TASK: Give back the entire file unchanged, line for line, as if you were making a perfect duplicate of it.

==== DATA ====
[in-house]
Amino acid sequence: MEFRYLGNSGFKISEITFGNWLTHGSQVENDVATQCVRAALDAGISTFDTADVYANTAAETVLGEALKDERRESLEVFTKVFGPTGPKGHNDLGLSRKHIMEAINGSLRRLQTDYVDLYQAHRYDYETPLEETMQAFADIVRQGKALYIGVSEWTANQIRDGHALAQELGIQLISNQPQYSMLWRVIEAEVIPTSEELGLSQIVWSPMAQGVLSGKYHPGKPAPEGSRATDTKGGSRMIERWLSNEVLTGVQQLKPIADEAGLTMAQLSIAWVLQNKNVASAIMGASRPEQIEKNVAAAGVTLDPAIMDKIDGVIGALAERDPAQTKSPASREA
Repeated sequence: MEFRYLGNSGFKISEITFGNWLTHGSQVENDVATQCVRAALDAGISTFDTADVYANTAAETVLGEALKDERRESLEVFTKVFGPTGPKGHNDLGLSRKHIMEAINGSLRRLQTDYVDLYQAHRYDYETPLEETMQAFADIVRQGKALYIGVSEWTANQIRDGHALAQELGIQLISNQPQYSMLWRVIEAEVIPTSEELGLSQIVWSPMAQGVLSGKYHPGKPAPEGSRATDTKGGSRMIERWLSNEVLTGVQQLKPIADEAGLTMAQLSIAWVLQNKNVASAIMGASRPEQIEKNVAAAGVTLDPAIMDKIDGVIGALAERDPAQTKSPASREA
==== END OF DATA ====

[in-house]
Amino acid sequence: MEFRYLGNSGFKISEITFGNWLTHGSQVENDVATQCVRAALDAGISTFDTADVYANTAAETVLGEALKDERRESLEVFTKVFGPTGPKGHNDLGLSRKHIMEAINGSLRRLQTDYVDLYQAHRYDYETPLEETMQAFADIVRQGKALYIGVSEWTANQIRDGHALAQELGIQLISNQPQYSMLWRVIEAEVIPTSEELGLSQIVWSPMAQGVLSGKYHPGKPAPEGSRATDTKGGSRMIERWLSNEVLTGVQQLKPIADEAGLTMAQLSIAWVLQNKNVASAIMGASRPEQIEKNVAAAGVTLDPAIMDKIDGVIGALAERDPAQTKSPASREA
Repeated sequence: MEFRYLGNSGFKISEITFGNWLTHGSQVENDVATQCVRAALDAGISTFDTADVYANTAAETVLGEALKDERRESLEVFTKVFGPTGPKGHNDLGLSRKHIMEAINGSLRRLQTDYVDLYQAHRYDYETPLEETMQAFADIVRQGKALYIGVSEWTANQIRDGHALAQELGIQLISNQPQYSMLWRVIEAEVIPTSEELGLSQIVWSPMAQGVLSGKYHPGKPAPEGSRATDTKGGSRMIERWLSNEVLTGVQQLKPIADEAGLTMAQLSIAWVLQNKNVASAIMGASRPEQIEKNVAAAGVTLDPAIMDKIDGVIGALAERDPAQTKSPASREA